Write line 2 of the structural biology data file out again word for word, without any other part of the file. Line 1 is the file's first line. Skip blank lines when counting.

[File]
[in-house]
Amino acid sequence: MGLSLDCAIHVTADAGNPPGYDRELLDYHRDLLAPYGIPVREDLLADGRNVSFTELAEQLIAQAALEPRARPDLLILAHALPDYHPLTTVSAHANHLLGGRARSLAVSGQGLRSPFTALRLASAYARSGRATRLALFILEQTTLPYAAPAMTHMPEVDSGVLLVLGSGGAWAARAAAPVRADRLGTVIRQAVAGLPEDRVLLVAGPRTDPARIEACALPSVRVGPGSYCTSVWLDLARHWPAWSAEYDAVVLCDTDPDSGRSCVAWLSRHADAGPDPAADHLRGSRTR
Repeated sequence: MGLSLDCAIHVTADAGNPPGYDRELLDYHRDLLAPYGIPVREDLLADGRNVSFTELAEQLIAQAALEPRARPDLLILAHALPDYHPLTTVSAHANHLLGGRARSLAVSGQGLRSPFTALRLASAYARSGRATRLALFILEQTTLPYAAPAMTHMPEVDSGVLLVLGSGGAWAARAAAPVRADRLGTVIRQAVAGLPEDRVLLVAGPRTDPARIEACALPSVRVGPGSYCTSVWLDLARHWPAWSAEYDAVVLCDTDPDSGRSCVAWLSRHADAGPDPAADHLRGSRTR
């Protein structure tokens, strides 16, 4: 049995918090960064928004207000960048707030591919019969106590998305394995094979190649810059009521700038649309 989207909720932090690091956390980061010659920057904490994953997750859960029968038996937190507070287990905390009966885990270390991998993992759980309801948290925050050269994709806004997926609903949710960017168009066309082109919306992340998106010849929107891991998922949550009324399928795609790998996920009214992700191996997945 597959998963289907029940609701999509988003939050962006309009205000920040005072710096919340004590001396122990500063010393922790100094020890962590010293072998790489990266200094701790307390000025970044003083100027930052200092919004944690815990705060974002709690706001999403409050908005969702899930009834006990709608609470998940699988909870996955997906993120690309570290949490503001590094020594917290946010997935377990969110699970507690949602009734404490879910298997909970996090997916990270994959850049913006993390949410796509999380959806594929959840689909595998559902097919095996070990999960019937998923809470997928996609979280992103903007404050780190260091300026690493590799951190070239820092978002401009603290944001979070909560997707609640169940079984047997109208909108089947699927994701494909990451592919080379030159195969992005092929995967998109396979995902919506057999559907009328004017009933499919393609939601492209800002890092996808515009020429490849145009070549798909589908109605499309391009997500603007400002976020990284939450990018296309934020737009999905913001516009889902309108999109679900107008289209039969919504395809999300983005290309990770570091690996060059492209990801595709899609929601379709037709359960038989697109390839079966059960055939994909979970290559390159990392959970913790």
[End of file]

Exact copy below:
Amino acid sequence: MGLSLDCAIHVTADAGNPPGYDRELLDYHRDLLAPYGIPVREDLLADGRNVSFTELAEQLIAQAALEPRARPDLLILAHALPDYHPLTTVSAHANHLLGGRARSLAVSGQGLRSPFTALRLASAYARSGRATRLALFILEQTTLPYAAPAMTHMPEVDSGVLLVLGSGGAWAARAAAPVRADRLGTVIRQAVAGLPEDRVLLVAGPRTDPARIEACALPSVRVGPGSYCTSVWLDLARHWPAWSAEYDAVVLCDTDPDSGRSCVAWLSRHADAGPDPAADHLRGSRTR